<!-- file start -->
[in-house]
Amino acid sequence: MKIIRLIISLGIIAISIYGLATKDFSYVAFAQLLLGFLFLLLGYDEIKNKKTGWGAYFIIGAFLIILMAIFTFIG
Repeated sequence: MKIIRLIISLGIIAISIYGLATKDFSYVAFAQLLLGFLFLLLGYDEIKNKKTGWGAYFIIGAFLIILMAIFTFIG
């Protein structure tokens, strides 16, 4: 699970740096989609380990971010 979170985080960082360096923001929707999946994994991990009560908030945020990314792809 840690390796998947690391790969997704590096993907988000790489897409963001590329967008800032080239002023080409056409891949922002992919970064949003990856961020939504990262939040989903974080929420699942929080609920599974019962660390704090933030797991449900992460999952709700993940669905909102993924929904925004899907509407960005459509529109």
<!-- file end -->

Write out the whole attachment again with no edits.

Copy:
[in-house]
Amino acid sequence: MKIIRLIISLGIIAISIYGLATKDFSYVAFAQLLLGFLFLLLGYDEIKNKKTGWGAYFIIGAFLIILMAIFTFIG
Repeated sequence: MKIIRLIISLGIIAISIYGLATKDFSYVAFAQLLLGFLFLLLGYDEIKNKKTGWGAYFIIGAFLIILMAIFTFIG
């Protein structure tokens, strides 16, 4: 699970740096989609380990971010 979170985080960082360096923001929707999946994994991990009560908030945020990314792809 840690390796998947690391790969997704590096993907988000790489897409963001590329967008800032080239002023080409056409891949922002992919970064949003990856961020939504990262939040989903974080929420699942929080609920599974019962660390704090933030797991449900992460999952709700993940669905909102993924929904925004899907509407960005459509529109």